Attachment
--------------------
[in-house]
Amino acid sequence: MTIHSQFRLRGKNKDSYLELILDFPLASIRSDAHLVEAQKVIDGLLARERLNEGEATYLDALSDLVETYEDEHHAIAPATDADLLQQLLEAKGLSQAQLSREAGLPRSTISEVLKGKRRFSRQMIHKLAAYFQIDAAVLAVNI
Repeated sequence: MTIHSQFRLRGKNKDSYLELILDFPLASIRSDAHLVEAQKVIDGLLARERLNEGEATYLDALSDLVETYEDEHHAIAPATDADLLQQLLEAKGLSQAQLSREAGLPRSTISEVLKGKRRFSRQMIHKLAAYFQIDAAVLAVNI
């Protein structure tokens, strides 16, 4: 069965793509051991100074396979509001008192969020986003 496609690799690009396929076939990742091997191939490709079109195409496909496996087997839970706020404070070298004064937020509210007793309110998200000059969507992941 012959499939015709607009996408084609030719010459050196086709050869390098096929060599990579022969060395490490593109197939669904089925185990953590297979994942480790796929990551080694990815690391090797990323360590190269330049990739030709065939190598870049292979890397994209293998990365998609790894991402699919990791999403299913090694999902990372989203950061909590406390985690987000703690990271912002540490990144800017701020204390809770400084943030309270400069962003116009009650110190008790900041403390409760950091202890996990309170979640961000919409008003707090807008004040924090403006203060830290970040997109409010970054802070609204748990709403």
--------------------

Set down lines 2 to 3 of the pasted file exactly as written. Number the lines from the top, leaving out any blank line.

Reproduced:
Amino acid sequence: MTIHSQFRLRGKNKDSYLELILDFPLASIRSDAHLVEAQKVIDGLLARERLNEGEATYLDALSDLVETYEDEHHAIAPATDADLLQQLLEAKGLSQAQLSREAGLPRSTISEVLKGKRRFSRQMIHKLAAYFQIDAAVLAVNI
Repeated sequence: MTIHSQFRLRGKNKDSYLELILDFPLASIRSDAHLVEAQKVIDGLLARERLNEGEATYLDALSDLVETYEDEHHAIAPATDADLLQQLLEAKGLSQAQLSREAGLPRSTISEVLKGKRRFSRQMIHKLAAYFQIDAAVLAVNI